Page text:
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Water Safety
Drowning claims the lives of about nine people a day in the United States. Drowning is the leading cause of accidental death in children under 5 and the second leading cause of injury-related death among children age 5-14.

More than 60 percent of drownings statewide occur in swimming pools, but the ocean, lakes, retention ponds, rivers, bathtubs and even buckets claim their share of victims. Make sure that
anytime you're around water you keep a
watchful eye on children and practice
water safety.

Safety Tips
    •Learn to swim. If you live in Florida, the best thing you can do to stay
     safe around water is learn to swim. 
    •Enroll children in swim classes annually from age 3 or 4 until they become 
     strong swimmers. Adults that don't know how to swim should enroll in an adult
    •Enroll babies and toddlers in water safety training that teaches them to float
     and tread water. 
    •Never leave young children in a swimming pool area or bath tub without
     supervision. A supervising adult should not read, talk on the phone, leave to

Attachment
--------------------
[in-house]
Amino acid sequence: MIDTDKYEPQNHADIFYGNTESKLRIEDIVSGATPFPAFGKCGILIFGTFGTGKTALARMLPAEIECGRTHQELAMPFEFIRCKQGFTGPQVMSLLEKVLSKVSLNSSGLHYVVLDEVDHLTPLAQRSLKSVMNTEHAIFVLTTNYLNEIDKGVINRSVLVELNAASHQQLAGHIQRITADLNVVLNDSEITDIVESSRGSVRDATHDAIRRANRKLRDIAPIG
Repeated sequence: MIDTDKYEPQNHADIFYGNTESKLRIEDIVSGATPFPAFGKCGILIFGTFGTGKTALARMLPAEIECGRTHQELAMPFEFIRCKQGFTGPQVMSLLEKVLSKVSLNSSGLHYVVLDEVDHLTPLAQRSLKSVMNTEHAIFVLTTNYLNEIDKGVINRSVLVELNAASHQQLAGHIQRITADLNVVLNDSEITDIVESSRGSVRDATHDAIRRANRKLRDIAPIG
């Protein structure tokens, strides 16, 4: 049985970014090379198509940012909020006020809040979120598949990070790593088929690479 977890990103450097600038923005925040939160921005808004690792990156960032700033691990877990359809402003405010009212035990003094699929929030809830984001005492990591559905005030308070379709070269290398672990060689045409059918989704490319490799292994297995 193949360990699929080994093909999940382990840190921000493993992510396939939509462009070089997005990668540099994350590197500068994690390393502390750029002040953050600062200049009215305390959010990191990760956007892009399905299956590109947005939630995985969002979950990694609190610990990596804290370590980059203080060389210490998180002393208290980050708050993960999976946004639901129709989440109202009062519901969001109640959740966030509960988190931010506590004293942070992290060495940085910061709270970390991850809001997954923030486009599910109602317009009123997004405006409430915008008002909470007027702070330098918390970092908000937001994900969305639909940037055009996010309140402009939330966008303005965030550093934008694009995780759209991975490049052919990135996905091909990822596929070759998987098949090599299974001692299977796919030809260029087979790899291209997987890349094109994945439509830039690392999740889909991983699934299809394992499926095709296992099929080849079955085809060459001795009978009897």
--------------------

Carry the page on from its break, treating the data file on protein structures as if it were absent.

answer the door, cook or participate in any other distracting activity. 
    •Never swim alone. Always swim with a buddy. 
    •Swim in areas supervised by a lifeguard. 
    •Never rely on air-filled swimming aids such as water wings in place of Coast
     Guard approved personal flotation devices (life jackets) or life preservers for
     children or any non-swimmer. 
    •Enter the water feet first. Protect your head, neck and spine. Never dive
     headfirst into any water where the bottom is not visible or that it is clear the
     area is free of obstacles. 
    •Do not mix alcohol with swimming or boating. 
    •Learn CPR and first aid. And make sure that anyone who baby sits your
     children knows CPR and first aid as well. 
    •Establish water safety rules for your family based on each person's swimming
    •Watch for rip currents or dangerous waves at the beach. 
    •If caught in a rip current, don't fight it. Swim parallel to the shore until the pull
     stops and then swim back in to shore. Don't try to swim against the current. 
    •Install a phone by your pool or keep a cell phone at hand in case of

For additional safety tips about specific aquatic activities, contact Julie Maddux, our community educator at 386-671-4014